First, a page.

This time they say: Asymmetric root–plate development due to restrictive growth environment. (as does a huge percentage of mature trees in Marrickville LGA due to failure to remove cement from around their trunks), buttressing of the base of the tree over the adjacent kerb.  This predisposes the tree to wind-throw in extreme weather conditions.  There is also a risk of whole tree failure if the kerb collapses. Extensive structural root & crown decay in the plane of compressive stress.  This condition is compounded by the tree exhibiting a moderate lean in the plane of decay.  The decay has been caused by the presence of the naturally occurring fungal decay pathogen Armilaria leuteobubalina.  The tree is exposed to south-easterly winds in the direction of lean & in the plane of decay.  This is compounded by the tree exhibiting an asymmetric canopy, with the majority of the canopy being present in the direction of the lean of the tree (what does Council think of all the masses of asymmetric trees which have been made this way by Energy Australia?)  Severance of structural roots on the windward side of the tree as a result of excavations undertaken by Sydney Water.

I interpret the above as: this tree is likely to fall over if there is an extreme weather event, especially if the wind comes from a south-easterly direction or if the sandstone kerb collapses.  The tree has been placed at risk because Sydney Water severed its structural roots.  Finally, the tree has caught a fungal disease & this sews up the argument for removal.  As this fungus stays in the ground for a while, Council will not replace the tree for 2 years. Council does not say what species the replacement will be.

I went to have a look at this tree & its condition has really changed.  In my opinion it needs to go.  I can’t identify Armilaria leuteobubalina, but I can tell when a tree is deteriorating & this one is.  It has recently developed 2 large vertical splits in its trunk that regardless of the other things afflicting this tree, indicate its demise.

Its loss is going to have a dramatic affect on the streetscape as it cascades beautifully over Union Street & is clearly visible from the café on the corner.  The deadline for submissions is 2nd April 2010.

2. The second street tree is a Eucalyptus scoparia (Wallangarra White Gum) outside 70 Railway Street Petersham.  Council’s report says:  Extensive stem decay & is at risk of

showing the decay & damage by borers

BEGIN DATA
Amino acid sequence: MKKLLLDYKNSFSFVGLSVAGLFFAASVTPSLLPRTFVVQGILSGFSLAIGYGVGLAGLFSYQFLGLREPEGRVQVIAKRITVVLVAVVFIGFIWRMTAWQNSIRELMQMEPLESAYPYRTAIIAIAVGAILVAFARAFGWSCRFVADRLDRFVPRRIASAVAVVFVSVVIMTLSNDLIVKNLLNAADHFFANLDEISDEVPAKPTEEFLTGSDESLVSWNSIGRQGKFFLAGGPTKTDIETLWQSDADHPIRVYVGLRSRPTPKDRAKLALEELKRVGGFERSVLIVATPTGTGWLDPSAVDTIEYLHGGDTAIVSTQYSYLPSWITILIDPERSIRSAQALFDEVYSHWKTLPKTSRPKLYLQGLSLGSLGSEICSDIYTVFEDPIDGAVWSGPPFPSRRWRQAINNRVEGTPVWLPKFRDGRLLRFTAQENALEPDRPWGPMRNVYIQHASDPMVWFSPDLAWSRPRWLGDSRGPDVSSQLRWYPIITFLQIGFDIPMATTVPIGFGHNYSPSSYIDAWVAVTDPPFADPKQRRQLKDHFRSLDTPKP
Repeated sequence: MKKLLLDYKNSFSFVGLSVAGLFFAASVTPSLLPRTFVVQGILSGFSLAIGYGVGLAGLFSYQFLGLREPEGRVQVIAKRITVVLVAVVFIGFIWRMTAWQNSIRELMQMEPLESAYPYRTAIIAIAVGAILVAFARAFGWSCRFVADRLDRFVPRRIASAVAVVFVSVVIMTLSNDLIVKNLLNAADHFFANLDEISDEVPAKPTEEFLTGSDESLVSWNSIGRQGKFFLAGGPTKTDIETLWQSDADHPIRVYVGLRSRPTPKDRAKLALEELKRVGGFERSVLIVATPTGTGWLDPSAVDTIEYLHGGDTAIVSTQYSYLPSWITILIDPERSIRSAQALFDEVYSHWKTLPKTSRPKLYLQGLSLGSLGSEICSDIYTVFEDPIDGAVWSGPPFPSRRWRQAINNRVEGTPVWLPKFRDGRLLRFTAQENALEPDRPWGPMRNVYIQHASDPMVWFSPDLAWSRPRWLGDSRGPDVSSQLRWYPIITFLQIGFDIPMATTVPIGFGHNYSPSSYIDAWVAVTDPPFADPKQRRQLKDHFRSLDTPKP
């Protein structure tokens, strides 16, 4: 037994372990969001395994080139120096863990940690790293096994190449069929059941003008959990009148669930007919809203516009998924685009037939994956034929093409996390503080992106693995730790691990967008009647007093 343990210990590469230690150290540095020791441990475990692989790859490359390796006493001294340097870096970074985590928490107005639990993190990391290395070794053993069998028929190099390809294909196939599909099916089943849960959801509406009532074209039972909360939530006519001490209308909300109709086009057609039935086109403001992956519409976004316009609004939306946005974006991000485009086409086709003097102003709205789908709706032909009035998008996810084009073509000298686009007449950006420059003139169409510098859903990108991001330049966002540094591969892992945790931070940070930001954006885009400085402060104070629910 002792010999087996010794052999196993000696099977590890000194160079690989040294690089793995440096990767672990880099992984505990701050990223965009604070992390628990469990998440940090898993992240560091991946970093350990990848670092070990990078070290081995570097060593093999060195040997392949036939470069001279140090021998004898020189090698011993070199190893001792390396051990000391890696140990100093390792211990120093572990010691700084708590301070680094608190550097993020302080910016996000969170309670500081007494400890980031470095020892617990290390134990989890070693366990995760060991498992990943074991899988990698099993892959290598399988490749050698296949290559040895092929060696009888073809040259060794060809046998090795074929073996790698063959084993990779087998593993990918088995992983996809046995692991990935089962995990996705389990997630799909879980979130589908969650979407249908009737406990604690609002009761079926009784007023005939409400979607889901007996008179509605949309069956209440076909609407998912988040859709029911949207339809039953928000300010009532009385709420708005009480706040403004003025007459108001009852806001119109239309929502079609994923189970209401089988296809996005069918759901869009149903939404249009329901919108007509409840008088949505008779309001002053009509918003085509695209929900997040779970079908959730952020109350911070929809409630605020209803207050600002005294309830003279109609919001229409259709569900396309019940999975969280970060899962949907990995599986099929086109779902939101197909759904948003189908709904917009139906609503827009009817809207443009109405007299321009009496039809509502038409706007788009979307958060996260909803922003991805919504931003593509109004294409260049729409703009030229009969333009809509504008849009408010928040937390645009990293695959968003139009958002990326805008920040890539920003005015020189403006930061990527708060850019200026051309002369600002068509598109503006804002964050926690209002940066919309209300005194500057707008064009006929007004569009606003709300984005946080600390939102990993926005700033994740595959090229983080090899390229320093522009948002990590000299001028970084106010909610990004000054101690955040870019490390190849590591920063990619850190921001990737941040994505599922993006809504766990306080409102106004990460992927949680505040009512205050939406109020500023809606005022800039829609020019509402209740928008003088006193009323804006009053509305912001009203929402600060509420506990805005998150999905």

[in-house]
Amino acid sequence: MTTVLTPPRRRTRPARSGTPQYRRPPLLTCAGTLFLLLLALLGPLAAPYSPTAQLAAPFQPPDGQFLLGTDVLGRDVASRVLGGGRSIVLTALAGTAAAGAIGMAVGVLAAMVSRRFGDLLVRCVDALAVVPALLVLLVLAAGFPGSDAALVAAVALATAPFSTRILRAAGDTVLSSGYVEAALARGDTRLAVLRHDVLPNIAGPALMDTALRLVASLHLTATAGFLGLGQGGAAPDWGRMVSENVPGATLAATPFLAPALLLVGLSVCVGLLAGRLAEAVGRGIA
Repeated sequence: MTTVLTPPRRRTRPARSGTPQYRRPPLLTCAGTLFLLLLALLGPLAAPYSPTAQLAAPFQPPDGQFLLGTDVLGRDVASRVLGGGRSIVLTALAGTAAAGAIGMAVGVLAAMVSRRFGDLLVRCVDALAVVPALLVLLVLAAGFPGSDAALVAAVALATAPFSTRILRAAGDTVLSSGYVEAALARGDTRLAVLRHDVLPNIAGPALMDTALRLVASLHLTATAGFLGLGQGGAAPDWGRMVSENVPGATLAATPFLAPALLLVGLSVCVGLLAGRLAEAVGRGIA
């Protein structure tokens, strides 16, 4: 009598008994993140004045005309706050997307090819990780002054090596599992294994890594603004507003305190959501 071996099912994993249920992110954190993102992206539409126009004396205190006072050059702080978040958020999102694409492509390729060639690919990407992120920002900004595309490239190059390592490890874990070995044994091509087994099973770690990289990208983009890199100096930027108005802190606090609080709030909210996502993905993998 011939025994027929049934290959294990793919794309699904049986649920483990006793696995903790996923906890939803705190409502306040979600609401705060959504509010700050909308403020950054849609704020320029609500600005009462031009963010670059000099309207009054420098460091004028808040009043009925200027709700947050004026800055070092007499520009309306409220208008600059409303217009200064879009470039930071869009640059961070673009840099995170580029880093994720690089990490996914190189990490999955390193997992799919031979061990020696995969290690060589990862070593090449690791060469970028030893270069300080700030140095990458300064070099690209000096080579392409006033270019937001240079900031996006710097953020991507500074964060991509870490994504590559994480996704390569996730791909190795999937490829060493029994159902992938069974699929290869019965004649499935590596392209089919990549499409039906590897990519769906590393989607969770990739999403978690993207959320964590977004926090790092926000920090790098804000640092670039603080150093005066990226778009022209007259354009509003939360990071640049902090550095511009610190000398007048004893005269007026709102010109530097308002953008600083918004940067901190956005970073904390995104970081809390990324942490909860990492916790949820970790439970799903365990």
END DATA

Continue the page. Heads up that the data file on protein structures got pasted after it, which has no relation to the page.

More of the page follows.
breakage. No disagreement from me with this tree.  It looks like it has or had borers & they entered via a newly cut branch.

I am pleased to note that Council says they will replace it with a Lemon Scented Gum.  I do know a number of Petersham residents who are worried that Council will remove their Gums.  (I just realised how this reads like & will leave it for a bit of fun).  Put in a way that does not sound like dental work, residents fear that Council will remove the Eucalypts, so replacement with a tall growing Eucalypt will please many.  The deadline for submissions is 9th April 2010.

3.  The third tree required a certain amount of sleuthing on my part to locate because I failed to notice the word ‘adjacent.’  This is another Eucalyptus scoparia (Wallangarra

massive damage to this tree as well as termites

White Gum).  It sits in a lovely little space between 2 types of stairs (ordinary/normal stairs & thrill-seeker/kill off your granny stairs – see photo in this post) that connect Day Street with Hampden Avenue.  There are a number of mature trees in this little triangle of dirt.

Council’s report says: Extensive column decay in trunk. Termite activity evident. Again, both these were easy to see.  I also think the people who live in the house directly next to & below this particular tree may breath a sigh of relief when it goes.  They may have held their breath through a few storms, worried that it would crash on their house.  I know I would have.  Council will replace this tree with a Eucalyptus microcorys (Tallow Wood), which will be nice.  The deadline for submissions is 9th April 2010.

I was enormously pleased to see that Marrickville Council had used wide sticky tape to fasten the ‘notice of removal’ signs on all 3 trees.  Thank you for doing this.  This is a big

The ramp on the right is very steep - I assume it was used when the quarry across the road was active

change from previous practice of nailing in the signs & seems more effective because all 6 signs are still in place.

I was also very pleased to note the more detailed information provided with the ‘notification for removal.’  Although I recognise this takes more time for Council staff, it helps them in the long run because the community does not have to guess why the trees are up for removal.  All 3 notifications & especially the one in Union Street gave clear & descriptive reasons.  Coupled with the use of tape instead of nails, this is a great improvement & goes to generating goodwill.

Apparently the period for submissions for public trees is 14 days, not 21 as we have experienced throughout the latter half of 2009.  Council says they allow 21 days for submissions if the tree is significant in some way.  14 days doesn’t allow much time, but if we are organised, it can be done.  It also means that I cannot be slow in noticing new trees for removal on their web-site.

I am not going to put in a submission for any of the current trees as I believe they all should be removed.



© Copyright

Using and copying text and photographs is not permitted without my permission.

Blog Stats

  • 626,450 hits
%d bloggers like this: